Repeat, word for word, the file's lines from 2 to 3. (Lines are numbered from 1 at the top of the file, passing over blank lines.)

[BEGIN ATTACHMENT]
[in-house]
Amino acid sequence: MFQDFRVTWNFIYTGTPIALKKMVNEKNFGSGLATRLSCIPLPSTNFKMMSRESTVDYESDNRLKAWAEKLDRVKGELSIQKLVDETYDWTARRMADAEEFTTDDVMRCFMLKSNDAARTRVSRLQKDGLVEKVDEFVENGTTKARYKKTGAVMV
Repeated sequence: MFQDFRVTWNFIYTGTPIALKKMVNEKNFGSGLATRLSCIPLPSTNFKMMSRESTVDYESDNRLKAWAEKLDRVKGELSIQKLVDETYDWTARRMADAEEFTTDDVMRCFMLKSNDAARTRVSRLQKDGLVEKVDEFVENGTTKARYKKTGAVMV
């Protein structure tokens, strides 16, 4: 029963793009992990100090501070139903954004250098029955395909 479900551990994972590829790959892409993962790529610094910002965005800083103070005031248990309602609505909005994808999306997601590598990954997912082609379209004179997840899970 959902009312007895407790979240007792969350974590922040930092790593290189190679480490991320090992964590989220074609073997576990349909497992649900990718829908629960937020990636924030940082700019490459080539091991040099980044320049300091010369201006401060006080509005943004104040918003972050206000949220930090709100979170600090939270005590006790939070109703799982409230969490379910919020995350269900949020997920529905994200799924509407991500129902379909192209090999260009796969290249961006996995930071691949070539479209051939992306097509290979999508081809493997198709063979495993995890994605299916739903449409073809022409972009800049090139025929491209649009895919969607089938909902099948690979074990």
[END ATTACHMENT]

Amino acid sequence: MFQDFRVTWNFIYTGTPIALKKMVNEKNFGSGLATRLSCIPLPSTNFKMMSRESTVDYESDNRLKAWAEKLDRVKGELSIQKLVDETYDWTARRMADAEEFTTDDVMRCFMLKSNDAARTRVSRLQKDGLVEKVDEFVENGTTKARYKKTGAVMV
Repeated sequence: MFQDFRVTWNFIYTGTPIALKKMVNEKNFGSGLATRLSCIPLPSTNFKMMSRESTVDYESDNRLKAWAEKLDRVKGELSIQKLVDETYDWTARRMADAEEFTTDDVMRCFMLKSNDAARTRVSRLQKDGLVEKVDEFVENGTTKARYKKTGAVMV